Midway through a career that saw him in and out of employment as the chief law enforcement officer in the little town of Pictou, Nova Scotia, Peter Owen Carroll, known to one and all as “Peachie”, caught the gold fever bug and headed off to the Klondike. He quit his job as Pictou’s police chief, left his wife and children, and spent most of 1898 and 1899 on the west coast, between Vancouver and Atlin, which was the closest he ever got to Dawson City.
This wanderlust was not unusual for Peachie. While he spent much of his life based in Pictou he roamed quite widely through the Maritimes, using almost any excuse to hit the road in pursuit of a criminal. During much of his career he worked at more than one job at a time, combining the activities of police chief, bounty hunter and private detective in a time when the remuneration for the municipal job was less than stirling.
Monica Graham sums up Peaches life in her introduction:
“He was a sailor, a small town constable, a writer, a fisherman, a keen observer, a bounty hunter, an athlete, a leader, a lover, a prospector, a dreamer, a fireman, a mean and dirty fighter, a ghost hunter, a horseman, an innkeeper, a railway guard, a fine country gentleman, a strike buster and a legend in his own time. Whether sinner or saint, Peter Owen Carroll is best remembered as a police detective.
“That’s how he would have liked it.”
Carroll was a big man, as attested by his surviving uniforms, Born in 1860, he had worked his way through half that list of accomplishments (had been to seas and had mined in Colorado) by 1884, when he became Pictou’s police chief. When he began, the province of Nova Scotia had no serious criminal code to speak of and Pictou was a thriving international port. Graham describes Carroll’s original duties as being “basically those of glorified night watchman and a bar bouncer.”
Carroll enjoyed more complicated challenges than that, and the scope of the job seemed to expand with the scope of his ambition. Sidelines as a bounty hunter, private detective and liquor inspector brought in more money but also allowed him to travel and do more interesting things.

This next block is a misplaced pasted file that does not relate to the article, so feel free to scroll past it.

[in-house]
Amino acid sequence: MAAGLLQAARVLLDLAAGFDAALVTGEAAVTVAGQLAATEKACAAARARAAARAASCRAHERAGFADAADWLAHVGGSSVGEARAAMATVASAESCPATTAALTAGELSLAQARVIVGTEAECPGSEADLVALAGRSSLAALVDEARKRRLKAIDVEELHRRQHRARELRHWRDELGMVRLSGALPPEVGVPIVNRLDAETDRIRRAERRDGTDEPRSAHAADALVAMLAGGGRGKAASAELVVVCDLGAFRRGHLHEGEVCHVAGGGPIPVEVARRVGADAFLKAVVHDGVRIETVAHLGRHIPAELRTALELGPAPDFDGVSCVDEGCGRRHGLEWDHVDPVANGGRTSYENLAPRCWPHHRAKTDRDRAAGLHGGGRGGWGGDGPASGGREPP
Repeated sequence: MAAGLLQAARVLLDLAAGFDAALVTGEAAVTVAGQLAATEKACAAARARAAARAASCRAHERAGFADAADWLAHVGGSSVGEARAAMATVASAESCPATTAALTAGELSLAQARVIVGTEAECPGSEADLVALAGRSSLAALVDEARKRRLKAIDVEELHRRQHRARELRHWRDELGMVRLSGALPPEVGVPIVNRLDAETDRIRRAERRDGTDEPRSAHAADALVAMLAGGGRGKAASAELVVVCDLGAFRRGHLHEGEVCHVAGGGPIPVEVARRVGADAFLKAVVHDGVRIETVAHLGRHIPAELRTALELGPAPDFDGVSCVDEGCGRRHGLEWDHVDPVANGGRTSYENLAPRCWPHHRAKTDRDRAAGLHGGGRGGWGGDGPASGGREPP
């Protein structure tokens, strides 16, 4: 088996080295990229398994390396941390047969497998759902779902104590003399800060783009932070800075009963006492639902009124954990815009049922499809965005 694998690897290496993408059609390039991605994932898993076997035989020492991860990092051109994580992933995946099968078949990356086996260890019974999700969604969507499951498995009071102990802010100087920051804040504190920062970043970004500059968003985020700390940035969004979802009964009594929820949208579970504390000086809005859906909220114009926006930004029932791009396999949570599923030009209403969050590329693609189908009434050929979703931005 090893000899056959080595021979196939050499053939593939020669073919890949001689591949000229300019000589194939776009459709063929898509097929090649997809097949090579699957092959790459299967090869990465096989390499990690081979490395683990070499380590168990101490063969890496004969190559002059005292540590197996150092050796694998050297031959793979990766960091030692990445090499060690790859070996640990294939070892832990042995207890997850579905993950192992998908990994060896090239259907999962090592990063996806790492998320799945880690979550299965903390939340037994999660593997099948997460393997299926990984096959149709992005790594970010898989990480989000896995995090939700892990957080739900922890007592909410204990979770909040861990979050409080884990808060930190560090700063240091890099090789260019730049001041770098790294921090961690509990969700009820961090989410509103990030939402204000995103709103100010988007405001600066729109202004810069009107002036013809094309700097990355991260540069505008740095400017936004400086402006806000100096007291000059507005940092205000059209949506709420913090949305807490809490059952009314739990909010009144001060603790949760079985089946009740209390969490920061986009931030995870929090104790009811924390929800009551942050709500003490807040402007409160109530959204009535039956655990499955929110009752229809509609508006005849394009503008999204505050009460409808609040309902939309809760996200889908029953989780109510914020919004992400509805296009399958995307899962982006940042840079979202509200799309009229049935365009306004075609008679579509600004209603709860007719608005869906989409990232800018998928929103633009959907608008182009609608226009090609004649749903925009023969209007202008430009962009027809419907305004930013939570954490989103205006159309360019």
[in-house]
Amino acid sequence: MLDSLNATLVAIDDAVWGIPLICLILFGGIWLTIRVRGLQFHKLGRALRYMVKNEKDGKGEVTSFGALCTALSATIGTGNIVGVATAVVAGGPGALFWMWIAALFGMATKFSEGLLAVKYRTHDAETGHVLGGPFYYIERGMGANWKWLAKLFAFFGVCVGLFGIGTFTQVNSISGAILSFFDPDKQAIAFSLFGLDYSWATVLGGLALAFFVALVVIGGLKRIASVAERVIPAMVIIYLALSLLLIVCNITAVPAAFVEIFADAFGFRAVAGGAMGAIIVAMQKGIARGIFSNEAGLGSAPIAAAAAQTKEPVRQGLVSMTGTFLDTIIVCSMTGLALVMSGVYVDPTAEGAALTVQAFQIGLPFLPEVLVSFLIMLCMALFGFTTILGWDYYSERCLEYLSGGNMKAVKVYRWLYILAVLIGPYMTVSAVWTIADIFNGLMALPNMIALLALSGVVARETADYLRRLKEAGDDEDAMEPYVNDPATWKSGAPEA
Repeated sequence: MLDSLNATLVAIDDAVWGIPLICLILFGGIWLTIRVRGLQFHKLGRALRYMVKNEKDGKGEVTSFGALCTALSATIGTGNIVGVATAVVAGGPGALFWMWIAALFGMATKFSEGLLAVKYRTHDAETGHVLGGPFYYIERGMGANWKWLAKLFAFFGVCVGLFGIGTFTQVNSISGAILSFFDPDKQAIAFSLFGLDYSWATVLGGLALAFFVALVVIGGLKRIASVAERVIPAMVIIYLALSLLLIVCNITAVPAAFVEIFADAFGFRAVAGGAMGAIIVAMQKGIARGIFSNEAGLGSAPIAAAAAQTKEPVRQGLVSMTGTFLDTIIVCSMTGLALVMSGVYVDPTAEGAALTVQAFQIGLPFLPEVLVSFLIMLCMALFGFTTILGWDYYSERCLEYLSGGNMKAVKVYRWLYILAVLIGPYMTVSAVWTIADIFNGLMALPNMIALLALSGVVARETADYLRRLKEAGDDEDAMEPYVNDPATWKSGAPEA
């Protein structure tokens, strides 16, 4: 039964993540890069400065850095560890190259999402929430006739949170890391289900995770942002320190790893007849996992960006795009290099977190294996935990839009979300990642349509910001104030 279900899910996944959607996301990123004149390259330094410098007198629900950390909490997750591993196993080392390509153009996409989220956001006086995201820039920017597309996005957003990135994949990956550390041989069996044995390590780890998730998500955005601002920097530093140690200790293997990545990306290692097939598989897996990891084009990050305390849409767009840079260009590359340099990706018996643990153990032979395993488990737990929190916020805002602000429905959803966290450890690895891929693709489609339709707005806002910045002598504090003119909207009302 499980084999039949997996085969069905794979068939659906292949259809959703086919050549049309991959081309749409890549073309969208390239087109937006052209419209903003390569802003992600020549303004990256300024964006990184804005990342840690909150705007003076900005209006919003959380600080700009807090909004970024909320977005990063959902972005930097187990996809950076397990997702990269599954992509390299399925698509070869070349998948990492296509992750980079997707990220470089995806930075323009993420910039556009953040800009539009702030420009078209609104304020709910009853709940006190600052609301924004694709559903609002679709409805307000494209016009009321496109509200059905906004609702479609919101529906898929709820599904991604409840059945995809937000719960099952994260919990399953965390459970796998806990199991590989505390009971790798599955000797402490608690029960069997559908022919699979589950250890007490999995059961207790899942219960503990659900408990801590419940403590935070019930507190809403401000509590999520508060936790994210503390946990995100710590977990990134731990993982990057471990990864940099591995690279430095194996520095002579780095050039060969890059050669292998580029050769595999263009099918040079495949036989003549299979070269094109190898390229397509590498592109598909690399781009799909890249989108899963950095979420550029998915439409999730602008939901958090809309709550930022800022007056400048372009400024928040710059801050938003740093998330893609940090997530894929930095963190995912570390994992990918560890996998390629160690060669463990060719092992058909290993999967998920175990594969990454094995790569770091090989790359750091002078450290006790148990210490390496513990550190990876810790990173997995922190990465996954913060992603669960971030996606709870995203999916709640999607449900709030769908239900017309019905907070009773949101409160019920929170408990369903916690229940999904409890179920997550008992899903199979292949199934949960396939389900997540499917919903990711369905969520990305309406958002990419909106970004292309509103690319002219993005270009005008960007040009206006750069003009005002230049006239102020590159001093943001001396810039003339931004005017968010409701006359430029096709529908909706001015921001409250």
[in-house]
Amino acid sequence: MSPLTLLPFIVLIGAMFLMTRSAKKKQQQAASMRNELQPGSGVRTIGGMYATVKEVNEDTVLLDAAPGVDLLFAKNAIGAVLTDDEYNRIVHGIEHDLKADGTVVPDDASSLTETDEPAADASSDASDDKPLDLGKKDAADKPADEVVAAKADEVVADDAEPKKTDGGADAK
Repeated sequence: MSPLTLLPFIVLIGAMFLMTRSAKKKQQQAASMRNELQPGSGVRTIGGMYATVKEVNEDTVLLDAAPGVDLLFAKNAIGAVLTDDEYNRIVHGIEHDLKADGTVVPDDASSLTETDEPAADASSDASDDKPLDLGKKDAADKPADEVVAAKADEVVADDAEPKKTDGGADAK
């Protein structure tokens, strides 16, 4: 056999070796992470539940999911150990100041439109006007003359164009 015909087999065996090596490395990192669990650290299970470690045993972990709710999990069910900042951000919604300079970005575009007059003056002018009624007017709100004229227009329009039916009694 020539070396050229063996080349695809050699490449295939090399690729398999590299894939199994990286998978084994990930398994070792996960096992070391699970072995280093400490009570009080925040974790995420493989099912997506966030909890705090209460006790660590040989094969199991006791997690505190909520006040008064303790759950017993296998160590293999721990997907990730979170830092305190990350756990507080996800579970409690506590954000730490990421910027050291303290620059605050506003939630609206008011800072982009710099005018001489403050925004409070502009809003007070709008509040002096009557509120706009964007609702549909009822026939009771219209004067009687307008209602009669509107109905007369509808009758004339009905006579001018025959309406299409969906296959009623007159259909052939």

By all accounts he was pretty good at most of what he did though Graham did find that he had exaggerated his feats and left out some shadier escapades in his 1923 self-published autobiography.
His gold rush adventures, which cover chapters 11, 12 and 13, about 30 pages in the book, show us a man who could not quite manage to leave his life Outside behind him. He was peripherally involved with a murder investigation near Glenora and posted articles about his adventures back to the Pictou Advocate. When it looked like his party was going to winter in Teslin, Peachie headed south and spent the winter working, first on the White Pass railway construction out of Skagway, and then as a labourer in New Westminster.
The next year he appears to have had some issues with his travelling companions and split with them over his decision to look into the little gold rush near Atlin, where he was unsuccessful in several staking rushes, He ended his northern sojourn working for the salmon fleet out of Steveston.
Back in Pictou, he returned to various jobs in law enforcement, but he later returned to the west to work as a policeman in Nelson, BC, for a time.
As successful as he generally was in his detective work, Peachie seems to have made a hash of his first marriage. He was seldom around and never seemed to consult his wife, Rowena, on any of his adventures. He was taken by surprise, it seems, to discover that she had been seeking comfort with another man, and even more so when she packed up her things and their eldest daughter, and left for California along with her lover. Oddly enough, the great detective never did manage to track them down or, at least, never admitted to it.
His second wife was Margaret, a woman half his age, whom he had known since she was six. She set her cap for him and got him, and it seems that their marriage was every bit the partnership that his first one had not been. They lived for a time in Springhill, but returned to Pictou and eventually he retired there. In his later years he suffered from both respiratory and degenerative bone diseases, ailments which had probably begun to bother him in the Klondike in 1899.
Graham’s account of Peachie’s life is enlivened with tales of a number of his more famous cases, times when he proved himself to be clever as well as adventurous: murders, thefts, and even the case of a haunted house.
A good portion of this book was written while Graham was writer-in-residence at Berton House in 2008. She had finished the book by the time I visited her in Pictou that summer, and it was published last spring.